FINRA Fined Merrill Lynch $1 Million for Supervisory Failures That Allowed a Registered Representative to Operate a Ponzi Scheme. The moral to this story is that as an investor, it is important for you to be diligent in all of your dealings with a brokerage firm and its employees no matter how large or small the firm is or how well you thing that you know the account executive.
Recently, the Financial Industry Regulatory Authority (FINRA) announced that it has fined Merrill Lynch, Pierce, Fenner & Smith Inc., $1 million for supervisory failures that allowed a registered representative at Merrill Lynch’s branch office in San Antonio, Texas, to use a Merrill Lynch account to operate a Ponzi scheme.
Bruce Hammonds, the registered representative, convinced 11 individuals to invest more than $1 million in a Ponzi scheme he created and ran as B&J Partnership for over 10 months. Merrill Lynch supervisors approved Hammonds’ request to open a business account for B&J and failed to supervise funds that customers deposited and Hammonds withdrew. FINRA permanently barred Hammonds from the securities industry in December 2009. Merrill Lynch reimbursed all investors who were harmed by Hammond’s misconduct.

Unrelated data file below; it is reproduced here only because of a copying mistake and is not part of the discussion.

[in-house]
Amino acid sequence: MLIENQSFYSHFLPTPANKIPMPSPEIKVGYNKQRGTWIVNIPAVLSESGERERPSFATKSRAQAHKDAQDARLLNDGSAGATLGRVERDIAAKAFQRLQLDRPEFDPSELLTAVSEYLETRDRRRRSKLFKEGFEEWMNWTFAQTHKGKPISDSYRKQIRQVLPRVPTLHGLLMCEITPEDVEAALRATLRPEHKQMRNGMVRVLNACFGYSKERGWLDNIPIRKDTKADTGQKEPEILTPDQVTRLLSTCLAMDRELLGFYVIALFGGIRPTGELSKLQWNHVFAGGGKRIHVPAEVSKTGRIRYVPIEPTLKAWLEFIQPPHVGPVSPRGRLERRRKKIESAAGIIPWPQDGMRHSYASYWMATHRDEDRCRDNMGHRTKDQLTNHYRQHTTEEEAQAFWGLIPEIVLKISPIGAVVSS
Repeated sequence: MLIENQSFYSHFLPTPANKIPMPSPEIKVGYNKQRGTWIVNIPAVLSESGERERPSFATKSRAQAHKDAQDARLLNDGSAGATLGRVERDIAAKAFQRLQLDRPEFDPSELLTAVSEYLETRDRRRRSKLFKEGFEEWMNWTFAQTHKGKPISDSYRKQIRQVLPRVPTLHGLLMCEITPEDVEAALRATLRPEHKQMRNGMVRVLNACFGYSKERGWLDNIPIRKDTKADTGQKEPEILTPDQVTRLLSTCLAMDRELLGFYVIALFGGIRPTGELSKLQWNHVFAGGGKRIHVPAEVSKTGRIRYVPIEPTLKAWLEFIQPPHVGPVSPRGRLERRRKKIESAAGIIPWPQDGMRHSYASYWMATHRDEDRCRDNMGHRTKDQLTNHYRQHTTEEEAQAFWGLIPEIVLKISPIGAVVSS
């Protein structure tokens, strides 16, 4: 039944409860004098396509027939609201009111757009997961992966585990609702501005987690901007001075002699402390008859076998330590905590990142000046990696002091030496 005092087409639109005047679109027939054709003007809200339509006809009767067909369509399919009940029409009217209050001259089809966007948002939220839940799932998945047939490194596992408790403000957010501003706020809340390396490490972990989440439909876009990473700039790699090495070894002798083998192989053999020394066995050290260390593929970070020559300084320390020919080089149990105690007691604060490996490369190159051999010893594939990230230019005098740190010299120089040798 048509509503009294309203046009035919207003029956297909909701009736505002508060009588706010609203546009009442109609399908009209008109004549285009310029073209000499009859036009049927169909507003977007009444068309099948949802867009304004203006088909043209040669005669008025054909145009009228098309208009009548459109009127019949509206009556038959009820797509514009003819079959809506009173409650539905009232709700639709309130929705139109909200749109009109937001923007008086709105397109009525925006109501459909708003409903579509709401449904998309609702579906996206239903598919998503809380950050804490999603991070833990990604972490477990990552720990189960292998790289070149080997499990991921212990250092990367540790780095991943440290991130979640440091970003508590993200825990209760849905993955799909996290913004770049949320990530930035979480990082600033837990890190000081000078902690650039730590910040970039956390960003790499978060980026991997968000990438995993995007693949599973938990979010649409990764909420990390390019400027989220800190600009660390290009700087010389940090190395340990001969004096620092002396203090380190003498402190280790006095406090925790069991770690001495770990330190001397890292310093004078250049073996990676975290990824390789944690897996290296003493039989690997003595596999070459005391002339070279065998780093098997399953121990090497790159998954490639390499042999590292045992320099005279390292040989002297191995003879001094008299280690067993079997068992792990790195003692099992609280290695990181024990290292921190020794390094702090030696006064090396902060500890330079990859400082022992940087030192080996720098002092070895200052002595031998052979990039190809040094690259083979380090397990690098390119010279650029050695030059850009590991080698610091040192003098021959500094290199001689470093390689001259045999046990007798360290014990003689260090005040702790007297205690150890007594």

FINRA found that Merrill Lynch failed to have an adequate supervisory system in place to monitor employee accounts for potential misconduct. Merrill Lynch’s supervisory system automatically captured accounts an employee opened using a social security number as the primary tax identification number. However, if the employee’s social security number was not the primary number associated with the account, the system failed to capture the account in its database. Instead, Merrill Lynch solely relied on its employees to manually input these accounts into its supervisory system. FINRA also found that from January 2006 to June 2010, Merrill Lynch failed to monitor an additional 40,000 employee/employee interested accounts, which were not reported for certain periods of time and therefore not available on the supervisory system.
Brad Bennett, FINRA Executive Vice President and Chief of Enforcement, said, “Firms must ensure their supervisory systems are designed to properly monitor employee accounts for potential misconduct. Merrill Lynch’s inadequate supervisory system and the firm’s excessive reliance on employee self-reporting enabled Hammonds to facilitate his Ponzi scheme to the detriment of investors.”
In concluding this settlement, Merrill Lynch neither admitted nor denied the charges, but consented to the entry of FINRA’s findings.